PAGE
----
Freshwater produced by the surface melting of ice sheets is commonly discharged into ocean fjords from the bottom of deep fjord-terminating glaciers. The discharge of the freshwater forms upwelling plumes in front of the glacier calving face. We simulate the meltwater plumes emanated into an unstratified environment using a non-hydrostatic ocean model with an unstructured mesh and subgrid-scale mixing calibrated by comparison to established plume theory. The presence of an ice face reduces the entrainment of seawater into the meltwater plumes, so the plumes remain attached to the ice front, in contrast to previous simple models. Ice melting increases with height above the discharge, also in contrast to some simple models, and we speculate that this ‘overcutting’ may contribute to a tendency of icebergs to topple inwards toward the ice face upon calving. The overall melt rate is found to increase with discharge flux only up to a critical value, which depends on the channel size. The melt rate is not a simple function of the subglacial discharge flux, as assumed by many previous studies. For a given discharge flux, the geometry of the plume source also significantly affects the melting, with higher melt rates obtained for a thinner, wider source. In a wider channel, two plumes are emanated near the source and these plumes eventually coalesce. Such merged meltwater plumes ascend faster and increase the maximum melt rate near the center of the channel. The melt rate per unit discharge decreases as the subglacial system becomes more channelised.
SIGN UP Subscribe to the Horse Sport newsletter and get an exclusive bonus digital edition! Email* Horse Sport Enews More from News:MARS Bromont CCI Announces Requirements For US-Based RidersThe first set of requirements to allow American athletes and support teams to enter Canada for the June 2-6 competition have been released.Canadian Eventer Jessica Phoenix Reaches the 100 CCI4*-S MarkPhoenix achieved the milestone while riding Pavarotti at the inaugural 2021 CCI4*-S at the Land Rover Kentucky Three-Day Event.Tribunal Satisfied That Kocher Made Prolonged Use of Electric SpursAs well as horse abuse, the US rider is found to have brought the sport into disrepute and committed criminal acts under Swiss law.Washington International Horse Show Returns to TryonTIEC will again provide the venue for the WIHS Oct. 26-31 with a full schedule of hunter, jumper and equitation classes. Germany’s Wilhelm Genn closed out the 2021 $5,000 1.30M Rising Star Classic series with a win aboard the scopey Van Gogh in the The Ridge at Wellington Turf Tour Finale which runs March 24 – 26, 2021.As his namesake once painted stars in the night sky, Van Gogh’s massive stride and brilliant bascule painted his course over the jumps and resulted in a blazingly fast second round clear to secure the pair their second win of the season in the class. Friday’s competition at Polo West will mark the final day of the 2021 Turf Tour and will include an end of season competitor’s party catered by RV Advisors of Broward County.Genn and Van Gogh were the final combination to tackle the course designed by Leopoldo Palacios. The track, which began with a vertical rollback to an oxer, also featured a number of one and two strides, bending line oxer to verticals, and a triple combination oxer-vertical-vertical to close out the first round. Catherine Pasmore and Nestor were the first double clear, setting the standard at 34.282 seconds in the jump-off. Kim Farlinger was the next to top the leaderboard, piloting Ibalius SMH to a final time of 32.533. The Genns then swept in late in the afternoon to post numerous double clear efforts, with student Natalie Thornell aboard Snow White finishing in 34.210 seconds to end fourth. Ryan Genn and Coco Chanel M jumped to third in 32.842, and Wilhelm Genn and Van Gogh split the second close to its origin on 32.082, leaving Farlinger and Ibalius SMH in second.“It was a good day, I didn’t fall off and the horse jumped really well,” said Wilhelm Genn. “The Turf Tour reminds me of showing in Europe when I was younger, its a great experience and so nice to get the horses out on the grass at different venues. Our barn and students really enjoy this event during our time in Wellington.”The 2021 Wellington Turf Tour features 13-weeks of jumper competition at all heights and prize money classes including weekly $15,000 1.40M Grand Prix, $5,000 1.30M Rising Star Classics, and $3,000 1.30M Speed Stake, all held at beautiful venues in Wellington.Complete results here. Tags: Kim Farlinger, show jumping, Wilhelm Genn, Van Gogh, Turf Tour, Ibalius SMH, 1.30M Rising Star Classic, We’ll send you our regular newsletter and include you in our monthly giveaways. PLUS, you’ll receive our exclusive Rider Fitness digital edition with 15 exercises for more effective riding.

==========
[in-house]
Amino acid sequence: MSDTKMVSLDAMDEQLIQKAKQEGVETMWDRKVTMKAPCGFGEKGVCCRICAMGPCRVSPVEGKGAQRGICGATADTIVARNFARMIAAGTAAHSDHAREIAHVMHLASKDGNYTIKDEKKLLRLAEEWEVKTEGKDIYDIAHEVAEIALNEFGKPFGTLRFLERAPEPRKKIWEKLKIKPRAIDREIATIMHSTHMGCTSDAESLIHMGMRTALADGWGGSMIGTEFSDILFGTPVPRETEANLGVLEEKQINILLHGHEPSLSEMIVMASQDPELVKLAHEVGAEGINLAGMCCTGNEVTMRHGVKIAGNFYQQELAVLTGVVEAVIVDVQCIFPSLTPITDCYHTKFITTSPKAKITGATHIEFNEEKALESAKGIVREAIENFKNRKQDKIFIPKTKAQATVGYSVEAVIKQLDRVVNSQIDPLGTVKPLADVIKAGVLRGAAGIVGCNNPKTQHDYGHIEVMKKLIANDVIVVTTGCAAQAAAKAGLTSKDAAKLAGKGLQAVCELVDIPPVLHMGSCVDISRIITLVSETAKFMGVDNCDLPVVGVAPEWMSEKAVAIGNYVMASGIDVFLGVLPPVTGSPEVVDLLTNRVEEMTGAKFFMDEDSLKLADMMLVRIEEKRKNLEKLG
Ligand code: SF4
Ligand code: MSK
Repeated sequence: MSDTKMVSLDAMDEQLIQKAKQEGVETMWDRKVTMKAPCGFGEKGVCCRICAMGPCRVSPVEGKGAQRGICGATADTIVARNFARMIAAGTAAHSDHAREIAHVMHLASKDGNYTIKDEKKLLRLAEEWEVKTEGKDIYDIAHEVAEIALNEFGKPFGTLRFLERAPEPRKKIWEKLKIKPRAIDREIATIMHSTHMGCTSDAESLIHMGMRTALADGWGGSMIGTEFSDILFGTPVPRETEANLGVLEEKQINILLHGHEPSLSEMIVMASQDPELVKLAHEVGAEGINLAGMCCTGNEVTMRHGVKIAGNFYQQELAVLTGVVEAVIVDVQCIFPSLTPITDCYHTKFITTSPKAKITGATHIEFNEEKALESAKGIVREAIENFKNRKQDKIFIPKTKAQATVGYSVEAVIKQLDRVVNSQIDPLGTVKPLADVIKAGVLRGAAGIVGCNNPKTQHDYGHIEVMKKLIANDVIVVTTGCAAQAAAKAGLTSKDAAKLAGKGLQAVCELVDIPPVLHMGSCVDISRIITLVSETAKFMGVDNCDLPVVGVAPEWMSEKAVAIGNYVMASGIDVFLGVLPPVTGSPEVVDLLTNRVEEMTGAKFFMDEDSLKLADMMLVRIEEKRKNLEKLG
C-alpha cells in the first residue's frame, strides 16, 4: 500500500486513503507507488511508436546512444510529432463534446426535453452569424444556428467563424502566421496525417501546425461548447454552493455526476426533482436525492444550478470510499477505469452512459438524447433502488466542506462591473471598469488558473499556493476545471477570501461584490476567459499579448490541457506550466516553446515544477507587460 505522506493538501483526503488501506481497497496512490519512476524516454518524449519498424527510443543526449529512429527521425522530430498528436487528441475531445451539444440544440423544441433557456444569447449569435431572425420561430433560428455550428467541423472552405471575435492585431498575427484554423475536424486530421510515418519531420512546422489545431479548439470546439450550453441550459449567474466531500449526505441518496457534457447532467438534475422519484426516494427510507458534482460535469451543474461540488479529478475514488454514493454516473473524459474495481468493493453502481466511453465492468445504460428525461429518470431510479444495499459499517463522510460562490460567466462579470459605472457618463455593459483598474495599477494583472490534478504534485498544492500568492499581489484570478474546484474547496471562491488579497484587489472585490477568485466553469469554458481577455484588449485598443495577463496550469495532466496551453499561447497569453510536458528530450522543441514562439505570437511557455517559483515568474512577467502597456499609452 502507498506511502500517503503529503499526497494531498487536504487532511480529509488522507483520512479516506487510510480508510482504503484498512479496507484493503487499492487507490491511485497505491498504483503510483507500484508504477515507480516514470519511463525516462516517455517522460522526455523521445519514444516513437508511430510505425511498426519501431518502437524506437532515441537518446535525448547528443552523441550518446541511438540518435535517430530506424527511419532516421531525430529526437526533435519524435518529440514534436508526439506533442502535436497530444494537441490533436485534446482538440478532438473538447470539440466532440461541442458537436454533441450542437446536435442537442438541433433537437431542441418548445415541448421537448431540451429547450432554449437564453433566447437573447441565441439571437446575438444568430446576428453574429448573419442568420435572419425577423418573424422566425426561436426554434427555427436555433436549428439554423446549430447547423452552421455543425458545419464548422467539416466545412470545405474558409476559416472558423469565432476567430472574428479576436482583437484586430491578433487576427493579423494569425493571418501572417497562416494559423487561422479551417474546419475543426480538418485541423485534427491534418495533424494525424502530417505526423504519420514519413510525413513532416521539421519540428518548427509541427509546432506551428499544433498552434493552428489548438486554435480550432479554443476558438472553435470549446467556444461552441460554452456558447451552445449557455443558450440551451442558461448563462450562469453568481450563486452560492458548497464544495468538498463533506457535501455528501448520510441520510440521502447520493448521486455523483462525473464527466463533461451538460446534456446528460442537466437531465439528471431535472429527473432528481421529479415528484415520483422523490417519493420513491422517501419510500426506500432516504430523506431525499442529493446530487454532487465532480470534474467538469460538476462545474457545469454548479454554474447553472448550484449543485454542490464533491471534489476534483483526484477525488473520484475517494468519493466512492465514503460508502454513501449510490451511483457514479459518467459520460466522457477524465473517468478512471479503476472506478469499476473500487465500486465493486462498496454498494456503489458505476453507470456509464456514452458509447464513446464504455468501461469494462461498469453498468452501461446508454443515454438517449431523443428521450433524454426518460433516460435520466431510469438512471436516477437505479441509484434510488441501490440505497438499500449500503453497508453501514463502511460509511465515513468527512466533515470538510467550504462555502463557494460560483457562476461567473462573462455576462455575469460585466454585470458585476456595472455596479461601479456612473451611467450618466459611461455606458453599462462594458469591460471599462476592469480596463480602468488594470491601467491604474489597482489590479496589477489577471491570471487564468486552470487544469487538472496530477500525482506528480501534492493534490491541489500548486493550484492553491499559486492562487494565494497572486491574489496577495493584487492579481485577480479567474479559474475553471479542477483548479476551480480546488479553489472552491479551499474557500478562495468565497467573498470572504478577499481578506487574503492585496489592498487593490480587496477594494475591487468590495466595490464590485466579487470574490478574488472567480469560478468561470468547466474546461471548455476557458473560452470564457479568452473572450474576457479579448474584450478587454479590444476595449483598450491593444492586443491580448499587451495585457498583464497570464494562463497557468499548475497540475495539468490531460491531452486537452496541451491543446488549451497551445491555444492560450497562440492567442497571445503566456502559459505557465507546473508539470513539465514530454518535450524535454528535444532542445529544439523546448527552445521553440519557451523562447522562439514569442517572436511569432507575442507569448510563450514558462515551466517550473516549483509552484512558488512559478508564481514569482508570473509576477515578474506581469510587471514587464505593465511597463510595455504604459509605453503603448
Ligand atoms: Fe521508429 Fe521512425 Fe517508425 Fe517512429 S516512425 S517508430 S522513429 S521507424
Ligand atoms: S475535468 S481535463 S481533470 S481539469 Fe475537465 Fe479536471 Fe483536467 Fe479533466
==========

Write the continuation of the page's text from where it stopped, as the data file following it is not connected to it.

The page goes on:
View post tag: trials View post tag: builders Back to overview,Home naval-today Russian Corvette Project 20380 Boiky Resumes Builders Sea Trials February 11, 2013 View post tag: Resumes View post tag: sea Russian Corvette Project 20380 Boiky Resumes Builders Sea Trials View post tag: Boiky View post tag: Corvette Industry news View post tag: Naval The crew of the new Russian Stealth corvette Project 20380 Boiky under the command of captain of the 2nd Rank Sergey Lipsky continues builders…[mappress]Source: Russian Navy, February 11 2013; Image: flot View post tag: 20380 View post tag: Russian View post tag: News by topic View post tag: Navy View post tag: project Share this article